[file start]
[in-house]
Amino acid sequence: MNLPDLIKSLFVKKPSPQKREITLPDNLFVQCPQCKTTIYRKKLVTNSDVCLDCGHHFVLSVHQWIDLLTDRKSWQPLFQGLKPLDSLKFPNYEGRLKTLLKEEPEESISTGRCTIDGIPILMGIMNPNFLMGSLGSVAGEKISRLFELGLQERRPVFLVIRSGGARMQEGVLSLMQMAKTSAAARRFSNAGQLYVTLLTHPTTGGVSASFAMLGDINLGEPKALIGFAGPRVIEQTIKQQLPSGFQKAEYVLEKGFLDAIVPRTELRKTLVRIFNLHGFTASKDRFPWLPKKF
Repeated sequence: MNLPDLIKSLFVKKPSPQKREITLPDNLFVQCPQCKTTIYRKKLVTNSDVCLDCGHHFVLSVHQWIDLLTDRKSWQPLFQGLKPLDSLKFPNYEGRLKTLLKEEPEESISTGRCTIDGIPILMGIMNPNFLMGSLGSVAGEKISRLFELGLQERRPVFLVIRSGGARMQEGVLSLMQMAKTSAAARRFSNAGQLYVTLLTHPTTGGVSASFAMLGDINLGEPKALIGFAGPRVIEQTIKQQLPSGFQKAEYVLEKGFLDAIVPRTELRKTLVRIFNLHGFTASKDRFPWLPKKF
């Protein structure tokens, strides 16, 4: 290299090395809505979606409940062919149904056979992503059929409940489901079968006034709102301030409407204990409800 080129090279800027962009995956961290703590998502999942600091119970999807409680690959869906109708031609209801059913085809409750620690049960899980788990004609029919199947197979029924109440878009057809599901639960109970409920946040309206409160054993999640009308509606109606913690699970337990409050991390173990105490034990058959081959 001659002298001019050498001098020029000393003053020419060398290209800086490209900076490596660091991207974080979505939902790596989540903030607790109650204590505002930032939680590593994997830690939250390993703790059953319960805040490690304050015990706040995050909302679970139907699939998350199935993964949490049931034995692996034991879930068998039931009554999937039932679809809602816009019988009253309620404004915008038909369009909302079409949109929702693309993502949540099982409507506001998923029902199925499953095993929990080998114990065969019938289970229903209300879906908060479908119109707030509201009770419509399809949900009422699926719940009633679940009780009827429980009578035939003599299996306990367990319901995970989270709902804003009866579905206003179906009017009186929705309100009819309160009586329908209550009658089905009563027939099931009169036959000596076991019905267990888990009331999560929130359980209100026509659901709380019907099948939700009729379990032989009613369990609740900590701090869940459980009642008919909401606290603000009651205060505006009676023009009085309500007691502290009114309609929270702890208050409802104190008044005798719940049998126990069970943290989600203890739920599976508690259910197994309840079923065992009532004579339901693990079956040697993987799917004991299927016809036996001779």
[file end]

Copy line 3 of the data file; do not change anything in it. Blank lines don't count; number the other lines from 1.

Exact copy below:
Repeated sequence: MNLPDLIKSLFVKKPSPQKREITLPDNLFVQCPQCKTTIYRKKLVTNSDVCLDCGHHFVLSVHQWIDLLTDRKSWQPLFQGLKPLDSLKFPNYEGRLKTLLKEEPEESISTGRCTIDGIPILMGIMNPNFLMGSLGSVAGEKISRLFELGLQERRPVFLVIRSGGARMQEGVLSLMQMAKTSAAARRFSNAGQLYVTLLTHPTTGGVSASFAMLGDINLGEPKALIGFAGPRVIEQTIKQQLPSGFQKAEYVLEKGFLDAIVPRTELRKTLVRIFNLHGFTASKDRFPWLPKKF